Cabinet delays sign-off on relocation of National Maternity Hospital

The move has raised concerns about potential religious interference in the delivery of services
Cabinet delays sign-off on relocation of National Maternity Hospital

Updated: 10pm

The Cabinet has delayed sign-off on the relocation of the National Maternity Hospital.

Minister for Health Stephen Donnelly brought a memo to Cabinet this evening seeking approval for the construction of the new facility at St Vincent's Hospital campus in Dublin, but later told reporters that the decision will come before the Cabinet again in two weeks' time.

The planned move from Dublin’s Holles Street to the site at Elm Park has raised concerns about potential religious interference in the delivery of services, as the hospital will be built on land leased from a company given the property by the Religious Sisters of Charity.

It is understood sign-off on the relocation was delayed this evening as a number of Ministers asked for more time to consider the documents.

Fine Gael Ministers Heather Humphreys, Helen McEntee, and Hildegarde Naughton and Green Minister Catherine Martin all sought assurances from Mr Donnelly that all legal services, including abortion and sterilisation, would be available at the new national maternity hospital, according to a report in The Irish Times.

Following the Cabinet meeting, Minister Donnelly sought to respond to critics of the ownership arrangements for the long-delayed hospital by publishing legal documents on the HSE website and promising to take questions from the Oireachtas Health Committee.

There are multiple layers of protection in place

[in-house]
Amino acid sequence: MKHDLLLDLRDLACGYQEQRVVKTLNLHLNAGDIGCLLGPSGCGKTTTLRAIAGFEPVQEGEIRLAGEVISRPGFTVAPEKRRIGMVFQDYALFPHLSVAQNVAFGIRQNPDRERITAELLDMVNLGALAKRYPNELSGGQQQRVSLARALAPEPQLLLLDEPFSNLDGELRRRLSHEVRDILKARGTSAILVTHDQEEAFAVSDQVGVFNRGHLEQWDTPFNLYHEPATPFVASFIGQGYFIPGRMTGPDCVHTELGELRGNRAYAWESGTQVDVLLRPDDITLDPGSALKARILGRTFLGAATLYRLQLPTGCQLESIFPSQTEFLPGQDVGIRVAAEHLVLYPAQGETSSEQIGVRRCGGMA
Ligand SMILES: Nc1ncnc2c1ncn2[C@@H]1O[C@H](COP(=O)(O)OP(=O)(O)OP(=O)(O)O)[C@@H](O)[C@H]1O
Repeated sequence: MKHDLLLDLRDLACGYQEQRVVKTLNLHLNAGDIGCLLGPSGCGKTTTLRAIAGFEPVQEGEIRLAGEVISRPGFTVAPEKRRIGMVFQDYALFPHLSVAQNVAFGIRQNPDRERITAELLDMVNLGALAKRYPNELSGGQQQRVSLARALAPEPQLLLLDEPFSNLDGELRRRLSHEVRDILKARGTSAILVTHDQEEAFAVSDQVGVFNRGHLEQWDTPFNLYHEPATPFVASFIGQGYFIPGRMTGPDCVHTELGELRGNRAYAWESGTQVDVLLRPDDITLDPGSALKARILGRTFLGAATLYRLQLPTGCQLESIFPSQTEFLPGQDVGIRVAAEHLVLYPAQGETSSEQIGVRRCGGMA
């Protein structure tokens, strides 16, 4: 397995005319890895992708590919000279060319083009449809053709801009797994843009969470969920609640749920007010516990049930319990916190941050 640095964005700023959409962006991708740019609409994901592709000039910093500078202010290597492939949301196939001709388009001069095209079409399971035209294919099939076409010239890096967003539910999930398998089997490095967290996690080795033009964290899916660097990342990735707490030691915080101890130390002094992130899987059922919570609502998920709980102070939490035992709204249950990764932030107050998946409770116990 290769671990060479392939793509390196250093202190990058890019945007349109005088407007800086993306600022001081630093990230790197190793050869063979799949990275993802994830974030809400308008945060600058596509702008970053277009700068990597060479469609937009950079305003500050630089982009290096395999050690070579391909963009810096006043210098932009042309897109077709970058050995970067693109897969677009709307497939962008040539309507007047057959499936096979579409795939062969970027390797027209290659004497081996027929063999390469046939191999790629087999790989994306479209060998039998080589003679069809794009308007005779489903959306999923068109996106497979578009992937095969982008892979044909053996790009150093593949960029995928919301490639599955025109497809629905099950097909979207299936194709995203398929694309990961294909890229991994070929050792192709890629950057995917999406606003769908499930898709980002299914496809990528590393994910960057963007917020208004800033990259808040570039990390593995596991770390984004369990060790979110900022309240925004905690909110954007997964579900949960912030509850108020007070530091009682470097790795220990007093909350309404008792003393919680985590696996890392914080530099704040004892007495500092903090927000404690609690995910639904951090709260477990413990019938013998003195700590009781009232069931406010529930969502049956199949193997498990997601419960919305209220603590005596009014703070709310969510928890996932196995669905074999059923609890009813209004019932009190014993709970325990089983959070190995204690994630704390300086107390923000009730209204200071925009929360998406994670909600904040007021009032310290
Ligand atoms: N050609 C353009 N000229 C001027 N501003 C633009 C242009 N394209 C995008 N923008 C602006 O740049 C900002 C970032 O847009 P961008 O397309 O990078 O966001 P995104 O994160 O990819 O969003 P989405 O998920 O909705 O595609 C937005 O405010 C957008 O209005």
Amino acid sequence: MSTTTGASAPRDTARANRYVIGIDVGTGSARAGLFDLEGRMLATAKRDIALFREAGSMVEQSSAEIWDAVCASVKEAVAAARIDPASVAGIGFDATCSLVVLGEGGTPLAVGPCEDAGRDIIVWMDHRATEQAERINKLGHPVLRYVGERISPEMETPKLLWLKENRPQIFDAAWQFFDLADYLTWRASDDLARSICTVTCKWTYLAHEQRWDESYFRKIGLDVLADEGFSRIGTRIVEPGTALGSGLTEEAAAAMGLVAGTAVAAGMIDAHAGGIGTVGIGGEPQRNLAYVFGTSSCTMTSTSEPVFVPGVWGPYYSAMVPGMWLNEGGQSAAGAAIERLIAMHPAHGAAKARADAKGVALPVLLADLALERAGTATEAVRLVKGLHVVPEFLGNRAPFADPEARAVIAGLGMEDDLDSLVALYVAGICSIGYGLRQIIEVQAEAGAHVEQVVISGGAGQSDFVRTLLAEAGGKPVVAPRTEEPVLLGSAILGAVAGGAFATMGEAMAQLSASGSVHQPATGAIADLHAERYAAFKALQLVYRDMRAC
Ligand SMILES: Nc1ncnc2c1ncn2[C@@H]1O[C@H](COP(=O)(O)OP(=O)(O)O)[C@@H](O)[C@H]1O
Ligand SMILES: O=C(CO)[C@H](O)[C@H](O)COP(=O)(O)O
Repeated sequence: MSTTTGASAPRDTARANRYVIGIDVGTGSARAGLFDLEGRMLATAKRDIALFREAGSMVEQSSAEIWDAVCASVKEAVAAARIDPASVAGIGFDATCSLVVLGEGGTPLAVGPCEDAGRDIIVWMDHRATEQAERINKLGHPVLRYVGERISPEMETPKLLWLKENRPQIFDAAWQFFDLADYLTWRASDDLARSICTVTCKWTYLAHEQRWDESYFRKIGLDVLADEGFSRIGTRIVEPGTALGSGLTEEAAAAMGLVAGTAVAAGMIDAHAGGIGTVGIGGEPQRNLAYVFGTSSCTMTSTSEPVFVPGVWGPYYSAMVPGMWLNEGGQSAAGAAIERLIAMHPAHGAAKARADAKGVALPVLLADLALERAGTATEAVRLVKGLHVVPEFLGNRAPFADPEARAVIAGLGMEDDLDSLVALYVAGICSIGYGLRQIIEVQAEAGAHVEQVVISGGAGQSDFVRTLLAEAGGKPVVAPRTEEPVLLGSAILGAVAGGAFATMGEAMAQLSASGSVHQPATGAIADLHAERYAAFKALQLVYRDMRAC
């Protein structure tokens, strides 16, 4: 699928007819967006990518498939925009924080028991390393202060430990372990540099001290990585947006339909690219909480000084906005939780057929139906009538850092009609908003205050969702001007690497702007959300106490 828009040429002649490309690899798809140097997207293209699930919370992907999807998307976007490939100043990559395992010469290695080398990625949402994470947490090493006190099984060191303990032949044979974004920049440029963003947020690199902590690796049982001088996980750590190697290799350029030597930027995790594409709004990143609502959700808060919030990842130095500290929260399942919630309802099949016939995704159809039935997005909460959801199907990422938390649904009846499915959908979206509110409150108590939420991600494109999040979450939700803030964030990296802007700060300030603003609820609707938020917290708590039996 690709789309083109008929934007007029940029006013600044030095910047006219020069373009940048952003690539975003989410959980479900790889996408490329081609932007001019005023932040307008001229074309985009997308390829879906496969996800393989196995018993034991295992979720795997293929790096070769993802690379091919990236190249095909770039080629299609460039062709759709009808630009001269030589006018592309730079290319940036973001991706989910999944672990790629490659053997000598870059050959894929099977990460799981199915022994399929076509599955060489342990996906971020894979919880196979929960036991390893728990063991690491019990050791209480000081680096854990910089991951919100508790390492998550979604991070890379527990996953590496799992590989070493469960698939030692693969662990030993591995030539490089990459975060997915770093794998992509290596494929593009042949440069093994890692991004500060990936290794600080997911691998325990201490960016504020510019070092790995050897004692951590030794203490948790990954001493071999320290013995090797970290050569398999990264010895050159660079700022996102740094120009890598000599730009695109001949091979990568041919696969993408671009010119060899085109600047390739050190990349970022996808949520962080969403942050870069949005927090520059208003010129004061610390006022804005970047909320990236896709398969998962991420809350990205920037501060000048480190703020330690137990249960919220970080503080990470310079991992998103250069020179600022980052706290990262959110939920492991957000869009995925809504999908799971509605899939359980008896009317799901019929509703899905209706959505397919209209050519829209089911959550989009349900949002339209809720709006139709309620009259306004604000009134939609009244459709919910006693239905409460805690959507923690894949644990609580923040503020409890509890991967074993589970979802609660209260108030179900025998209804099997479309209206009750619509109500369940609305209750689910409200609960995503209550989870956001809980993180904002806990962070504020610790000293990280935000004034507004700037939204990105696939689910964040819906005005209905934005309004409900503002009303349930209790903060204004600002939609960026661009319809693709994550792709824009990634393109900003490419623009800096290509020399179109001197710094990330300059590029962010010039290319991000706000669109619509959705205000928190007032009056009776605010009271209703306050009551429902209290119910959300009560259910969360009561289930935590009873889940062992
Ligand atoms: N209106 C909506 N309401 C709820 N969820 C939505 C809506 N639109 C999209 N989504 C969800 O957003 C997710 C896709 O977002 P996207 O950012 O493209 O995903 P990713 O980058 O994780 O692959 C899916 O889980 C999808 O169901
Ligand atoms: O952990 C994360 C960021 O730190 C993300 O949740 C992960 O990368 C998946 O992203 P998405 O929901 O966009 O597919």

“The new hospital will be the greatest investment in infrastructure in women’s healthcare that we’ve ever had,” he told a media briefing said.

“There’s various concerns being raised, so around the investment in the State and the investment of the State being protected, but I think the biggest concern that people are raising is they want reassurance.

“They want absolutely reassurance that the new hospital will be fully independent, that it will be clinically independent, that it will be operationally independent, and it will offer all services.

“That is absolutely the case. There are multiple layers of protection in place.”

'See for themselves'

Mr Donnelly said that he wanted people to “see for themselves and be able to see within the memorandum of understanding the clinical protections in the NMH and indeed the obligations on the new National Maternity hospital to provide all services.”

The planned decision to push ahead with Cabinet approval on Tuesday had been met with criticism from both protesters and from politicians.

Mr Donnelly indicated that the Government would now try to alleviate those worries.

“There is absolutely no ambiguity whatsoever about the clinical and operational independence of the National Maternity Hospital," he said.

“That’s absolutely guaranteed with multiple layers of protection in place.”

Mr Donnelly, flanked by several health officials including the Master of the National Maternity Hospital, Professor Shane Higgins, and Dr Rhona Mahony, a consultant obstetrician and board member of Vincent’s Healthcare Group, stressed that there could be no more delays.

He said that the health of women was at stake, after years of delay.

“Who owns the land under the building has absolutely no impact on the services provided, or the governance of the building,” he said.

He said that the State also does not own the land under GP surgeries or primary care centres.

Ahead of this evening’s Cabinet meeting, the Taoiseach said he felt “genuinely satisfied” safeguards are in place to allow the new hospital to proceed and he had been assured it would operate with no religious influence.

-Additional reporting by Press Association.

More in this section

Sponsored Content

Add to your home screen - easy access to Cork news, views, sport and more